(Note: Click play to watch a selected video from the series. You can also watch the complete chaptered interview on our YouTube channel).
Highlights from the interview:
The CMO is an agent for change
As a CMO, becoming an agent for change is part of what you should stand for. You are the customer champion. You are the person who really looks to move forward and bring new customers in and keep the customers you already have. You have to do that in a changing environment. Technology is such a huge player. You have to be able to use it and command the pace of change in your organization in order to keep up with what consumers are looking for and the ways in which they're interacting with you and with the competition.
A good example would be using social media and going from a “tell” to a conversation. We’re an open organization, and we use Facebook and Twitter. This allows us to have open conversations and to answer people's questions or point them in the right direction, or just to react and say, “Hello, welcome on board. Glad you had a great trip.” Doing this through social media channels is a far more open version of British Airways than we may have had ten years ago. A lot of that has been driven by our ability to respond in a reactive way when people are asking questions and to just connect with them and be more human.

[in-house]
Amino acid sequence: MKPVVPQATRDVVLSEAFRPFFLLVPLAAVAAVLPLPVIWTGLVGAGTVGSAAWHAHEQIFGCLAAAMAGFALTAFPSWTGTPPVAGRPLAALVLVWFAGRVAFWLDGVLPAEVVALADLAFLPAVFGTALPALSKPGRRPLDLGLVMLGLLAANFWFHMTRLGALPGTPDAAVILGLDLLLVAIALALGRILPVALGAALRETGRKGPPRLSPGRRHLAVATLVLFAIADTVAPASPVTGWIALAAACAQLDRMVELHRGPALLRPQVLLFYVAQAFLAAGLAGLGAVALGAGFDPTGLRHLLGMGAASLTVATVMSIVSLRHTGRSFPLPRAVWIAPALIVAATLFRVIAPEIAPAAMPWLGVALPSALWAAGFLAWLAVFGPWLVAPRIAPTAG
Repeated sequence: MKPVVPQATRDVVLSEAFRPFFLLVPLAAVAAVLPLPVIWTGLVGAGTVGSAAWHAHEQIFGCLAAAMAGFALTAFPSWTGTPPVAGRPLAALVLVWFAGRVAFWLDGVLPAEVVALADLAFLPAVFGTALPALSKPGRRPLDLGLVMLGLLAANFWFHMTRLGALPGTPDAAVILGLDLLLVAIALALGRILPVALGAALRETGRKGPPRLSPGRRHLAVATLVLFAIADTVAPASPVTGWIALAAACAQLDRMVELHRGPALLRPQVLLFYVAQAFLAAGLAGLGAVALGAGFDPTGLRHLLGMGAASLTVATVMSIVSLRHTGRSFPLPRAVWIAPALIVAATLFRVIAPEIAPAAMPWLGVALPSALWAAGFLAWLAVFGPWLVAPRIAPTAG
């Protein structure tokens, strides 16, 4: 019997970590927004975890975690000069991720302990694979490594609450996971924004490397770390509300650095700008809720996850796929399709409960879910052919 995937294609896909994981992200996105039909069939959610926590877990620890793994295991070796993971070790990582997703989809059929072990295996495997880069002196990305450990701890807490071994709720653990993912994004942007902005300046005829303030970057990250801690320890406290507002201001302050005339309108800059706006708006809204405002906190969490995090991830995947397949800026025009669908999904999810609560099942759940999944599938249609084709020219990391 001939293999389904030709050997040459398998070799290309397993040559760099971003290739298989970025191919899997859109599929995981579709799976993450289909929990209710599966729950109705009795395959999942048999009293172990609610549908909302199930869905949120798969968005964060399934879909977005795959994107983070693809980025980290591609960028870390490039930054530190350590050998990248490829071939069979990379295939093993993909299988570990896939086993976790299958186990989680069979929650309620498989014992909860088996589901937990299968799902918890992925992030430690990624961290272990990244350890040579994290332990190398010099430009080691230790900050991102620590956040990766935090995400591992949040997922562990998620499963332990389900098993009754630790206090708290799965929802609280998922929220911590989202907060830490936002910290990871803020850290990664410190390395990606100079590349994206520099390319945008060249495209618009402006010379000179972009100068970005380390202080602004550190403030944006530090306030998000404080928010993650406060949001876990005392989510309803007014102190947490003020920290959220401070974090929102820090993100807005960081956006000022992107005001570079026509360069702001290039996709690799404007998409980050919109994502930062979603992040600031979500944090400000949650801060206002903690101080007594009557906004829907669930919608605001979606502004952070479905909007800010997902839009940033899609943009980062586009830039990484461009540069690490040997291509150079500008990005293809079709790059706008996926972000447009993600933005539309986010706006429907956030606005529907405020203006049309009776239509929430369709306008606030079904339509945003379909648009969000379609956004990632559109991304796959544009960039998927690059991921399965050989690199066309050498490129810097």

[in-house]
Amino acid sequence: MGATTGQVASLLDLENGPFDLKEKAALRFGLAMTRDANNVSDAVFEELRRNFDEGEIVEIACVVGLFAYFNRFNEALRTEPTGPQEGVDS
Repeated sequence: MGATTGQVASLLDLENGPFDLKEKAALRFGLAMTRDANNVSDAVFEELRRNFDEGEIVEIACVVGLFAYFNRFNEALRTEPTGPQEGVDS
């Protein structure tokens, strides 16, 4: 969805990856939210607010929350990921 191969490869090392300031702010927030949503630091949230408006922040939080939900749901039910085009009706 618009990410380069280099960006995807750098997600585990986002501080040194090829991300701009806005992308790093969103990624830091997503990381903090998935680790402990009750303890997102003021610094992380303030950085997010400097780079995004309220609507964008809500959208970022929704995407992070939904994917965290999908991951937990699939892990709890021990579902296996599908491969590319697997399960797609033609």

Marketing’s responsibility: Setting the vision
Driving growth in the organization is largely about clarity of purpose and it's the responsibility of marketing to really set the vision of who we are and what we stand for. That clarity of vision really provides a single point that everything should align to. It then makes decision-making processes much clearer in terms of what we want to do to achieve our business plan.
The power of the numbers
The idea of being responsible for a P&L is incredibly powerful and that’s probably the most important challenge as a CMO. Without that, you can be in the essence and the vision of the brand all the time, but that isn't as powerful as the numbers.
So making sure that marketing is accountable for some of the numbers makes it more operationally credible within an organization. It’s a really good idea to have that mix. Otherwise if the people in marketing just become the brand purists, they can stand for things that would cost more money than people can expect to see delivered back to the balance sheet. They need the experience of running both.